The Massachusetts Wetlands Protection Act provides that local conservation commissions must issue a decision on a request for an “order of conditions” (what we in Massachusetts for some reason call our wetlands permits) within 21 days of the hearing on the application. On Monday, in Garrity v. Conservation Commission of Hingham, the Supreme Judicial Court ruled that an applicant may waive the 21-day requirement. However, the SJC provided that, in order for such waivers to be valid, the following conditions must apply:
The waiver must be in writing, voluntary, and intentional
The duration of the waiver must be reasonable and of definite duration
Public notice must be provided
All of this seems reasonable, but the facts of Garrity are still noteworthy, because they demonstrate – as though further demonstration of this point were really required – just how coercive local permit-granting agencies such as conservation commissions can be. The Hingham Conservation Commission had a standard waiver form, which provided that:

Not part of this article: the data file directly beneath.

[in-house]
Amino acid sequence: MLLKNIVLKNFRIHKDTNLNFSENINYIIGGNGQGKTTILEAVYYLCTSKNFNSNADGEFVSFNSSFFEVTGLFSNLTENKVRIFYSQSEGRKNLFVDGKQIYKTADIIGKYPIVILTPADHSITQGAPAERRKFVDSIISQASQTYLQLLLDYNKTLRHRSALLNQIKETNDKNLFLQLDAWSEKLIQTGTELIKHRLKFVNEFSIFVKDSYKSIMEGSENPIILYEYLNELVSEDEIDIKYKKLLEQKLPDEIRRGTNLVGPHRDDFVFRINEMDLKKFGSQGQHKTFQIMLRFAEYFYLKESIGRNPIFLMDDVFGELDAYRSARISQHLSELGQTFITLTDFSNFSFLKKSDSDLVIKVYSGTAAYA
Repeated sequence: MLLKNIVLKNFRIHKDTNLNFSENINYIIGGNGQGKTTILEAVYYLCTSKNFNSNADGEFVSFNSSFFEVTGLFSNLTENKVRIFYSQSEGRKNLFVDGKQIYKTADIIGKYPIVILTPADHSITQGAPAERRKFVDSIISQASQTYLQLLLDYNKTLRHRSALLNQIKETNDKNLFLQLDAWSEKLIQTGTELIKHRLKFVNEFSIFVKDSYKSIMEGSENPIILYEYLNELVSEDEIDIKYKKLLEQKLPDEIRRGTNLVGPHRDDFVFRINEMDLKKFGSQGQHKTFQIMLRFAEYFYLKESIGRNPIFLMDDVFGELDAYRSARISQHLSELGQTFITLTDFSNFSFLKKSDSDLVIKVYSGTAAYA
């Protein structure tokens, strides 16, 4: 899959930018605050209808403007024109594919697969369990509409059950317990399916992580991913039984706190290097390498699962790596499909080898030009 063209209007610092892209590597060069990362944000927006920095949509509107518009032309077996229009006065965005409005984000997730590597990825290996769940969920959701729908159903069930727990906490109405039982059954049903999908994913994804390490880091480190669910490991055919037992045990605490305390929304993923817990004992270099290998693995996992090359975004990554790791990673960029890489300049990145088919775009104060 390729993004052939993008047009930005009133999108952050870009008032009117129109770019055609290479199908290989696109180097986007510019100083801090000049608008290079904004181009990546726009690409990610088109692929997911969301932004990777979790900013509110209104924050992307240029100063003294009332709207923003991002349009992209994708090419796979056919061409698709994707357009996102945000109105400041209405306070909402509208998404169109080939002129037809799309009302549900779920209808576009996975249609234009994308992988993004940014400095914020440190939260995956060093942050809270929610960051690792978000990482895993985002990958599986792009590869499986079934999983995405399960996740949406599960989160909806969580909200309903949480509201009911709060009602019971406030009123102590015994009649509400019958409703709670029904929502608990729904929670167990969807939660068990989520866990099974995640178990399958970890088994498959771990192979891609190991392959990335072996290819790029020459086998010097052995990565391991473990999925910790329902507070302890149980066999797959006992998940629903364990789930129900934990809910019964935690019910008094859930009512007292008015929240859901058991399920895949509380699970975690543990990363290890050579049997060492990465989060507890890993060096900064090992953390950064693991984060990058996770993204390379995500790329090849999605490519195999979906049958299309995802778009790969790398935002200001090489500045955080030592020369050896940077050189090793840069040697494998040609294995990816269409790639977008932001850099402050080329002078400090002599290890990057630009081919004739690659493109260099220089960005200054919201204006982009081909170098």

"Due to the increasing number of public filings and the complexity of projects under review, the Hingham Conservation Commission hereby request[s] the below listed applicant to waive the mandated twenty-one (21) day decision deadline in order that each project receive a fair and thorough review."
The Commission also had a filing checklist, which included the waiver, and provided that the Commission would not accept incomplete submittals. In other words, agree in advance to the waiver or don’t bother to apply. Somehow, the Commission had the gall to assert that Garrity voluntarily waived his right to get a decision within 21 days. The SJC did not agree.
I wish that this case were an outlier, but instead it is all too typical of the way local agencies conduct business. As I’ve said before, this is why there’s a Tea Party.